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67 accident reports in conjunction with other available infor- driver(s), safety equipment, damage, injuries/fatalities, witness mation sources. A list of potential sources is provided information, and emergency services present. In addition, with the report and includes: Operator Report, Supervisor many forms contained sections for collecting data pertaining Report, Interviews, Photographs, Vehicle Inspection, Event to pedestrian/passenger incidents. As mentioned in the Loca- Recorder Log, CD-ROM, Field Notes, Sketch, Chain of tion section, a few of the incident report forms also contained Custody, Evidence, Control Centre Report, Police Report, information regarding incidents that were not related to trans- D&A Report, Radio/Telephone Tapes, and Infrastructure portation safety. Inspection. Table 34 shows the common categories of data reported in the hardcopy and electronic incident report forms supplied by SF MUNI also provided three incident report forms: The the LRT agencies. The table also shows the data reporting for- Employee Form, The Supervisor Form, and The Safety Form. mat used for each category of data. The letters used for the data reporting format (C, T, etc.) are explained (checkbox, text The Employee Form focused on reporting information rel- field, etc.) in the table's footnote. evant to loss prevention and contained less detail regard- ing the environmental conditions or actions of persons involved. Incident Classification The Supervisor Form focused on determining whether the Most incident report forms required the investigator to pro- condition of the driver contributed to the incident (includ- vide a classification of the incident. Generally, incidents were ing drugs/alcohol), what emergency services attended the classified based on type of incident and/or severity. Forms scene, and recommendations as to what training might be intended for use in the investigation of a wide variety of inci- necessary for the driver to prevent another occurrence in dents included an extensive list of possible incidents, most of the future. which were not collisions. Incident reporting forms generally The Safety Form was clearly designed to facilitate reporting classified collisions based on the object or individual that col- to the NTD. Many of the categories of data included in the lided with the transit vehicle. form and their answers were taken directly from the NTD Reportable Incident Report Form. This form focused on including all the fields required by the NTD, such as classi- Location fication of incident, ROW type, intersection controls, spe- The most common method of identifying the location of cific actions of drivers, etc. collisions was to provide a text field on the incident report form. The limited amount of space dedicated to location on Incident versus Accident Report Forms most of the forms suggested that most agencies expect a min- imal description of the incident location. Some of the forms Many of the report forms contained information pertaining required both the street being travelled and the nearest cross- to the collision of a transit vehicle with either another vehicle, street to be reported. Most forms also included details per- a pedestrian, or a fixed object. Other report forms also included taining to the transit agency such as the run number, route data related to other types of incidents, such as criminal activ- number, switch number, and line/branch number. ity on transit property, passenger illness, etc. From the per- Some of the forms included more specific details regarding spective of safety analysis, it would be ideal to keep these the incident location. The SF MUNI Safety Form reported the types of incidents completely separate from collision reports. exact latitude and longitude of the incident location. A few As indicated in the Collision Data Available, Requested, and forms further classified the location using a series of check- Received section in Chapter 3, failure to do so often leads to boxes. For example, the LACMTA form required the location incorrect reporting of incidents, resulting in the need to under- of the rail vehicle to be classified as being on the mainline, take significant data cleaning before databases can be used for shop, yard, or other location. The location of the other vehi- analysis. cle could be identified from the location of the person involved in the incident, which included the categories ROW, Categories of Information Included grade crossing, tunnel, or yard. in Accident Reports The TTC Supervisor's Accident Investigation Form pro- vided the most detailed list of descriptors to classify the inci- The accident report forms reviewed by the research team dent location, including whether the location was at an contained several categories of information that were common intersection, midblock, loop, garage, terminal, near side stop, to many of the forms. These included: incident classification, far side stop, island, and/or curb. If the incident occurred at a location, weather, illumination, road/rail conditions, action of bay or stop, the investigator could further indicate whether the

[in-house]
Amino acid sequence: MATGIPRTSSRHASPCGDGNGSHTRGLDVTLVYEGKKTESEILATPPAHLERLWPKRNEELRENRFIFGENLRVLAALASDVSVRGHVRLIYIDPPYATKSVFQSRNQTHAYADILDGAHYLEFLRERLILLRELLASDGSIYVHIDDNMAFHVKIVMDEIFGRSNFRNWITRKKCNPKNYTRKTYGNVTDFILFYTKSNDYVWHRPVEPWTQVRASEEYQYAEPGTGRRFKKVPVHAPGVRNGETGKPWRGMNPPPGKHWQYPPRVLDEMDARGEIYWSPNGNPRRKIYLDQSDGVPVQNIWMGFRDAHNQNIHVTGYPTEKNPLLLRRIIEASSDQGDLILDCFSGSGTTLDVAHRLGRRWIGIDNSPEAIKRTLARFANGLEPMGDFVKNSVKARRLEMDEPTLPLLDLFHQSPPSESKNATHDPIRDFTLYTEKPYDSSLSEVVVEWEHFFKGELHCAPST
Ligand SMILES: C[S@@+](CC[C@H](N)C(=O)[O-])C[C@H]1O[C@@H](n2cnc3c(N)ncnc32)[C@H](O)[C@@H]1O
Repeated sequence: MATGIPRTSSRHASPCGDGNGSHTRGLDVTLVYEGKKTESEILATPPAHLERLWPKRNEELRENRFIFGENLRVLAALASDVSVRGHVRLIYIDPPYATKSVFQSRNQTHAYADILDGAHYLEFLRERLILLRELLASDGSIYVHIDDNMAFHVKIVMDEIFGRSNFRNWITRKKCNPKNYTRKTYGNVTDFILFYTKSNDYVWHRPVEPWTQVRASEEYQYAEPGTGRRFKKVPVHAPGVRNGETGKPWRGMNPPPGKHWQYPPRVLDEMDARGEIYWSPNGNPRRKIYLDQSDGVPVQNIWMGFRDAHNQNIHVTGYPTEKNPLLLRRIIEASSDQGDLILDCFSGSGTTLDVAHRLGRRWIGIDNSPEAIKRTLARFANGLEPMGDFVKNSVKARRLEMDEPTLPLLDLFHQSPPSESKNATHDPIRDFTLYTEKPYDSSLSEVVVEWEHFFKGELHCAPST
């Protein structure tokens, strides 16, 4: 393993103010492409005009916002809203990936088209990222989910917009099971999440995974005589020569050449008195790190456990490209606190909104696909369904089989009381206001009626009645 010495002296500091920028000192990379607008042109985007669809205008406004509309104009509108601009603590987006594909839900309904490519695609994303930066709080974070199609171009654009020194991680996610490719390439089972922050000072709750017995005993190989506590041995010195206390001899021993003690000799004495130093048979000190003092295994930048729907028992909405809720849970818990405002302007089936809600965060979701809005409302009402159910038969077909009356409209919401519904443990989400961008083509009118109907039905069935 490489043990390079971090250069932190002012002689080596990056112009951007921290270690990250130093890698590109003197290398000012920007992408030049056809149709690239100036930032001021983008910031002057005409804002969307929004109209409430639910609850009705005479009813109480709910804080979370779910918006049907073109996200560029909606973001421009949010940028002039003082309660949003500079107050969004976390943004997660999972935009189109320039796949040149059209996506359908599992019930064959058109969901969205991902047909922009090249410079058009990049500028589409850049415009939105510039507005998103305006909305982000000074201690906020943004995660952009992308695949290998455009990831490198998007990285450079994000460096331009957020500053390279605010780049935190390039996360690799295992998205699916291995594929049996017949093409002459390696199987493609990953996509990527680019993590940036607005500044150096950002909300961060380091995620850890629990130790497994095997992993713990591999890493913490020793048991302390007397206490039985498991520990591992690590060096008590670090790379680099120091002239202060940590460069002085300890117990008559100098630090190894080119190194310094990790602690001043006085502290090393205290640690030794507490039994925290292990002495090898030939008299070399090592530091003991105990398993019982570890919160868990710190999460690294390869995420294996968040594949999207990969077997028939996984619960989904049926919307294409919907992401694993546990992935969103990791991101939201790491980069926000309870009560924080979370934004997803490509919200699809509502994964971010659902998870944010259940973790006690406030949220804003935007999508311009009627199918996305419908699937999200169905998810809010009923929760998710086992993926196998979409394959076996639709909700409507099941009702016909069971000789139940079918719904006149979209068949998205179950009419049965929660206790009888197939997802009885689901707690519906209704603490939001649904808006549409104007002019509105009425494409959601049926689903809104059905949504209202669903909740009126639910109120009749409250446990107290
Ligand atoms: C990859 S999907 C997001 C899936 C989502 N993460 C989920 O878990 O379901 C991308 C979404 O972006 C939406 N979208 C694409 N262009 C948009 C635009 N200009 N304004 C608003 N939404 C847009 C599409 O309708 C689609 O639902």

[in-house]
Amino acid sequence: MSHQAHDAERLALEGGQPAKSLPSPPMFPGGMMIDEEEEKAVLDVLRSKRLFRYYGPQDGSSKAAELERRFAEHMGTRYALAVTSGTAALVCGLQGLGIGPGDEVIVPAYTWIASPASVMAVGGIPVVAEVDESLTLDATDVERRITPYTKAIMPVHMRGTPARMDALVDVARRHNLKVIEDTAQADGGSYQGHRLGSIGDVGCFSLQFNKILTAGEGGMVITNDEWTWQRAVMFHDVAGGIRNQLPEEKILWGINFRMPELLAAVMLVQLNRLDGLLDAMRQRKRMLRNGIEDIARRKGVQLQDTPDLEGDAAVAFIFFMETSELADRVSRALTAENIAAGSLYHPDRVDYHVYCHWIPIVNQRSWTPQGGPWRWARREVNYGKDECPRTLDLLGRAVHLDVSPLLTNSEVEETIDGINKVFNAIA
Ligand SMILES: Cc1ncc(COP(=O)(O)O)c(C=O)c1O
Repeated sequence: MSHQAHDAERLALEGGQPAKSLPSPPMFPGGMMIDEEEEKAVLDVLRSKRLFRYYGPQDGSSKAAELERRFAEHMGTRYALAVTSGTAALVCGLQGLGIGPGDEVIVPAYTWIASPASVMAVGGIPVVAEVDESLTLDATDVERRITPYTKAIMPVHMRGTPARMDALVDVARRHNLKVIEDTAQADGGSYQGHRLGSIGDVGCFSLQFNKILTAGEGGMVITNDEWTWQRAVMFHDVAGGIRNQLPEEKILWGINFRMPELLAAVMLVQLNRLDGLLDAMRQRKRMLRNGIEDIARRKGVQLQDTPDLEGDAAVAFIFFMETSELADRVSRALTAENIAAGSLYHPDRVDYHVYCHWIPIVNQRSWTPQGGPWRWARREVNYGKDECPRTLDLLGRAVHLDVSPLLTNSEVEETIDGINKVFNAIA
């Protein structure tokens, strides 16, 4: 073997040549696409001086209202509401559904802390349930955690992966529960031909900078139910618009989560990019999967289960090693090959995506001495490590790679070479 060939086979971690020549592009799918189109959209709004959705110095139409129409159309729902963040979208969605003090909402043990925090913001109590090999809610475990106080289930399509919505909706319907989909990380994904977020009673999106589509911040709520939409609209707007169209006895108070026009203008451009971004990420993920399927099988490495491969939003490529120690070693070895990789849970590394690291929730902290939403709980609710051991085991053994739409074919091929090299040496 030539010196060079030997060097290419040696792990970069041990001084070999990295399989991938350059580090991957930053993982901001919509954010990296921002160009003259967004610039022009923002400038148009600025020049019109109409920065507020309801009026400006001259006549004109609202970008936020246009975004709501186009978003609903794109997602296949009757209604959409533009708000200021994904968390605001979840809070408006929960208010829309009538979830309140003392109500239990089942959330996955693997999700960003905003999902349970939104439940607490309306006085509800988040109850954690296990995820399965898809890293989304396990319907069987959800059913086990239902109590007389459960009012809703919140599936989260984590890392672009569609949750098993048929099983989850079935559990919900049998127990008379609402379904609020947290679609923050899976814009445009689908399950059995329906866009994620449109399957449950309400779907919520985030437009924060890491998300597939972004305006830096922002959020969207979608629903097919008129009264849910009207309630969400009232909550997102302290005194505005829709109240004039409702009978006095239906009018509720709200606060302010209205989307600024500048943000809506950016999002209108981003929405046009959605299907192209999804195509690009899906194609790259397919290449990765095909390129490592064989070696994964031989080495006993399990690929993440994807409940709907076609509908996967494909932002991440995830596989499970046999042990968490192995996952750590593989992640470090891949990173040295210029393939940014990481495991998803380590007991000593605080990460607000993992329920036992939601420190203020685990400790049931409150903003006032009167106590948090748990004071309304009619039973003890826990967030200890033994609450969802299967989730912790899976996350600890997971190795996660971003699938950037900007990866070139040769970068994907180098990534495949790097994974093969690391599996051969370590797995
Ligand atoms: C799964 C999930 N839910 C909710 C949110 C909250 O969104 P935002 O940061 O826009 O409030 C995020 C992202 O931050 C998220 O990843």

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Table 34. LRT incident report forms: categories of data included and data format. Agency/Report Incident Location Weather Illumination Road/Rail Actions of Safety Damage Injuries/ Name Classification Conditions Driver(s) Equipment Fatalities (Vehicle/ROW) Hardcopy Forms LACMTA C C/T T C C T A/T Santa Clara Valley C T C C C C/T C C TA RTD Denver T C T C/T Memphis Area TA T T C/T C/T/D C/T Portland Tri-Met C C/T C C C C/T/D C/T C/T/D C/T SEPTA Supervisor's Accident C T C C C C/D C C/T C/T Investigation Form Operator Accident C T C C C C/D T C/T Incident Report St. Louis RT T T T T T Toronto Transit Commission Occurrence Report C T/D C C C C/T/D C T C/T Surface Supervisory C C/T/D C C C C/T/D C C/T C/T Occurrence Report Edmonton Transit C T T T T T/D T T C/T System City of Calgary C T C C C C/T/D T/D Transit Electronic Forms SF MUNI Supervisor Form T/P T/P T/P P T T/P T/P T/P Safety Form C/T/P T/P P P T/P T/P P T/Tb Employee Form T/P T/P P P T/P T/P Utah TRAX T P P P P P P/T/D P/T/Tb Note: C Checkboxes, T Text field, D Diagram, A Alphanumeric Code, P Pull-down Menus, Tb Table. A blank indicates that the category was not included in the form examined. Source: review of all referenced forms and reports received from LRT agencies

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69 vehicle was entering, exiting, or dwelling at the bay or stop. Action of Driver(s) Providing additional details regarding the location of the inci- The actions of the drivers involved in the incident were dent can give individuals unfamiliar with the location informa- reported to various degrees on the incident report forms. The tion pertinent to the determination of whether or not location contributed to the collision. This level of detail and categoriza- most commonly reported driver actions were: direction and tion would be especially useful in the analysis of records at a speed of travel; use of head lights, tail lights, or horns; and national level. maneuvers being executed at time of impact. In many of the incident forms, diagrams were an important source of infor- mation regarding driver action. The level of detail provided Weather was not consistent among transit agencies. For example, some Most of the incident forms required the investigator to of the incident forms only required the direction of travel of report the weather conditions at the time of the incident. the vehicles, with potential for additional explanation in the There was a high degree of consistency in the format of the statements and/or diagrams. In contrast, forms such as the weather reporting. Most agencies provided the investigator TTC Occurrence Report reported speed prior to impact, type with a series of checkboxes from which he/she could select the of impact (i.e., sideswipe, head-on, etc.), distance travelled appropriate response. As would be expected, the responses after impact, headlights (on/off), and horn sounded (yes/no), available were determined by the climate of each location. in addition to providing room for diagrams and statements. Northern locations, for example, tended to provide detailed An important point to note is that the source of information responses for winter weather conditions. was not identified on many of the incident forms. This can be critical information when considering the validity of informa- tion about driver actions. Illumination Most of the incident report forms included information Safety Equipment about lighting conditions at the time of the incident. In almost all cases, the incident form provided the investigator with a The presence of safety equipment was inconsistently series of checkboxes from which to select the appropriate reported across transit agencies, and often omitted entirely. response. Although virtually all agencies contained identical The safety equipment information contained on the incident responses for environmental lighting conditions (i.e., daylight, report forms included traffic controls at intersection; aspect dark, dawn/dusk), certain agencies also allowed the investiga- of signals at time of crash; type and condition of switch; visi- tor to indicate whether glare or street lighting were present. bility and functionality of traffic signs/signals; presence, visi- These added details provide a more comprehensive picture of bility and functionality of grade crossing devices; type of the lighting conditions at the time of the incident, and can traffic lines; and presence, type, and indication of transit sig- help the analyst more accurately determine whether illumina- nal. Most incident forms included only a few of the above tion was a factor contributing to the incident. listed factors. Road/Rail Conditions Damage The condition of the roadway or railway at the time of the The accurate estimation of damage at the scene of a colli- incident was also included in most incident report forms. sion can be a difficult task. The incident report forms gen- Almost all the forms that recorded road/rail conditions pro- erally used one or more of the following three methods to vided a series of checkboxes from which the investigator could indicate the extent of damage: diagrams, classification of dam- select the appropriate response. Responses focused on envi- age, and description of damage. There were significant varia- ronmental conditions that might reduce surface friction and tions among transit agencies in the methods employed to contribute to a collision (i.e., leaves, water, ice, etc.). report damage. UTA staff noted during the workshop that if The Toronto Transit Commission Occurrence Reports also the fault lies with the operator of the motor vehicle and not the required the investigator to indicate whether any of the fol- LRT operator (which is almost always the case), the agency lowing road conditions were applicable: asphalt or concrete, never receives formal reports of total damage on the auto or gravel or other, upgrade, downgrade, construction, straight, on the LRV. This made estimating damage a difficult and curve. The inclusion of this information on the incident imprecise task. reporting form provides a more comprehensive picture of Diagrams typically required the investigator to shade or how design and environmental road/rail conditions might mark the areas of damage on the transit vehicle and/or other contribute to collisions. vehicle. Classification of damage was based either on a qual-